The pre-BREXIT budget has come with the message that the era of austerity is finally coming to an end. With many of the key Budget spending promises already announced prior to today’s speech we were left with a raft of tax changes none of which were really expected.
The Chancellor announced a package of measures to stimulate growth in the UK with the increase in the annual investment allowance which provides tax relief to business on spending on plant, machinery and equipment from £200k to £1m for 2 years from 1st January 2019. However, for those businesses that claim a writing down allowance on long life plant and machinery and integral features this relief will drop from 8% to 6% per annum in line with accounting treatment. There was also an announcement that a new capital allowance for new non residential structures and buildings on eligible construction costs incurred immediately at an annual rate of 2%. Research and Development tax relief will now be subject to a PAYE restriction for the SME scheme to reduce abuse.
Smaller firms taking on apprentices from April 2019 will now only have to contribute 5% with the Government contributing the remaining 95% of costs. National living wage is set to increase from April 2019 to £8.21 per hour and there will be an above inflation rise to the National Minimum wage as well. From April 2020 will be a restriction for larger employer’s claiming the employment allowance where the National Insurance bill is over £100k per annum.
For companies the Chancellor announced that the measures introduced in the public sector to ensure all workers pay a fair amount of tax when they work via a limited company will be rolled out to the private sector in April 2020 with smaller organisations being exempt.
In order to provide smaller business with come clarity it has been confirmed that the VAT threshold will remain frozen for the 2 years at £85k. Whilst capital losses for Companies will be restricted going forward in line with income losses. HM Revenue & Customs (HMRC) will also now become a preferential creditor when a business becomes insolvent.
For Charities who trade the primary purpose trading threshold has been increased from £50k to £80k which will save some smaller charities corporation tax and the administrative burden of reporting to HMRC.
There were also a number of changes to capital gains tax with principal private residence relief available when you sell your home now being restricted further from April 2020. Currently, a taxpayer who has rented out their house that they previously occupied can claim lettings relief of up to £40,000 this will only be available where they co-occupy the property with the tenant. The final period of ownership where occupation is not required will also be reduced from 18 months to 9 months. For non-residents individuals and businesses on disposals on or after 6 April 2019 they will be liable for tax on any interest on the sale of any UK land.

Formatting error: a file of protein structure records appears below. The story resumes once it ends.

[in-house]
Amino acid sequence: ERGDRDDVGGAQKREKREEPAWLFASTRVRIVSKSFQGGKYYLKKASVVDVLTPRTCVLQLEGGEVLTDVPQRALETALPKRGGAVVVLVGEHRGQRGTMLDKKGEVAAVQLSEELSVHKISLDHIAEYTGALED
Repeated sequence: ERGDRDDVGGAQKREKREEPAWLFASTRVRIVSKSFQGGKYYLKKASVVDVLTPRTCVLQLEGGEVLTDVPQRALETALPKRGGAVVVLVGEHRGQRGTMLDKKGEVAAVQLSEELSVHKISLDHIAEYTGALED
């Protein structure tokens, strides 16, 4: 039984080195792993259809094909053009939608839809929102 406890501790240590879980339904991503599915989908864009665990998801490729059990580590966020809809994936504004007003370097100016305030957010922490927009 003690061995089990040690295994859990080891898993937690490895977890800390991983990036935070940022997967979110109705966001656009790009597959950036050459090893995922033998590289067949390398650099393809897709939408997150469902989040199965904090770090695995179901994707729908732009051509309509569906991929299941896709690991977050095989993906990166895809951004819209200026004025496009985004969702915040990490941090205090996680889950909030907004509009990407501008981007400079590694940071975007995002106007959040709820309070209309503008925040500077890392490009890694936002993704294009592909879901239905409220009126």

We were expecting changes to Entrepreneurs’ Relief and I am relieved that this was maintained, however, the holding period that a business interest or shares need to be held for has been extended from 12 months to 2 years. There has also been a change to the definition of a personal company with an individual required to have a right to not only 5% of the voting rights but 5% of the income and 5% of the net assets.
Finally, personal tax payers have had a welcomed boost to their income from April 2019 with the Government delivering on their manifesto pledge 12 months early. The personal allowance will be increased to £12,500 and the basic rate band will increase to £50,000.
With the raft of spending measures announced that will mainly impact on England it will be interesting to see how Welsh Government allocate their annual £18bn budget together with their £550m of additional funding over the next 3 years. There was also an announcement that there will be backing for the North Wales Growth Deal worth £120m. The UK Government has also vowed to look at giving Welsh Ministers powers to borrow money to support the M4 relief road.
Although this budget contained more spending and tax announcements than expected who knows whether I will be writing you another summary in spring next year if the next statement is upgraded to a Budget in light of BREXIT.